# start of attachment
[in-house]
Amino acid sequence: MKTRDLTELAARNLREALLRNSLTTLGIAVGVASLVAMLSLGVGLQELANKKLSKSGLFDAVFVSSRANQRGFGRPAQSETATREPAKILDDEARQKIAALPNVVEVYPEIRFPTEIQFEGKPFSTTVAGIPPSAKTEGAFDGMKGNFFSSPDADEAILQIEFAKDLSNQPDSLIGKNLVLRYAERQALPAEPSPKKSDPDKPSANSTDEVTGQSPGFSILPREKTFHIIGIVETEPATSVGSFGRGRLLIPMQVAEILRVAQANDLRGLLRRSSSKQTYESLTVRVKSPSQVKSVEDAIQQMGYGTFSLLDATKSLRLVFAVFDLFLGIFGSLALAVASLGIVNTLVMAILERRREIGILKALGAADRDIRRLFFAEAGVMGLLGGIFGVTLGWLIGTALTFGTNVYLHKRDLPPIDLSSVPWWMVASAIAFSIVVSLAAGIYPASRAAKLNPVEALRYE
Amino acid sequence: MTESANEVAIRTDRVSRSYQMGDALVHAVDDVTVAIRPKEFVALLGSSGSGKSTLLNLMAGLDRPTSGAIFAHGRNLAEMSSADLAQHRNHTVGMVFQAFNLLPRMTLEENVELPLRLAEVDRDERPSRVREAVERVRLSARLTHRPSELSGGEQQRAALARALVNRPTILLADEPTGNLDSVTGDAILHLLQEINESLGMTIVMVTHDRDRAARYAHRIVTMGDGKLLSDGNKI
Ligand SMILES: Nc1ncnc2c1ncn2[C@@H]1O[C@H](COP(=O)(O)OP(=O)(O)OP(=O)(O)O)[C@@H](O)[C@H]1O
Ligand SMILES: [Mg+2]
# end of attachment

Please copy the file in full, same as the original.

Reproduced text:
[in-house]
Amino acid sequence: MKTRDLTELAARNLREALLRNSLTTLGIAVGVASLVAMLSLGVGLQELANKKLSKSGLFDAVFVSSRANQRGFGRPAQSETATREPAKILDDEARQKIAALPNVVEVYPEIRFPTEIQFEGKPFSTTVAGIPPSAKTEGAFDGMKGNFFSSPDADEAILQIEFAKDLSNQPDSLIGKNLVLRYAERQALPAEPSPKKSDPDKPSANSTDEVTGQSPGFSILPREKTFHIIGIVETEPATSVGSFGRGRLLIPMQVAEILRVAQANDLRGLLRRSSSKQTYESLTVRVKSPSQVKSVEDAIQQMGYGTFSLLDATKSLRLVFAVFDLFLGIFGSLALAVASLGIVNTLVMAILERRREIGILKALGAADRDIRRLFFAEAGVMGLLGGIFGVTLGWLIGTALTFGTNVYLHKRDLPPIDLSSVPWWMVASAIAFSIVVSLAAGIYPASRAAKLNPVEALRYE
Amino acid sequence: MTESANEVAIRTDRVSRSYQMGDALVHAVDDVTVAIRPKEFVALLGSSGSGKSTLLNLMAGLDRPTSGAIFAHGRNLAEMSSADLAQHRNHTVGMVFQAFNLLPRMTLEENVELPLRLAEVDRDERPSRVREAVERVRLSARLTHRPSELSGGEQQRAALARALVNRPTILLADEPTGNLDSVTGDAILHLLQEINESLGMTIVMVTHDRDRAARYAHRIVTMGDGKLLSDGNKI
Ligand SMILES: Nc1ncnc2c1ncn2[C@@H]1O[C@H](COP(=O)(O)OP(=O)(O)OP(=O)(O)O)[C@@H](O)[C@H]1O
Ligand SMILES: [Mg+2]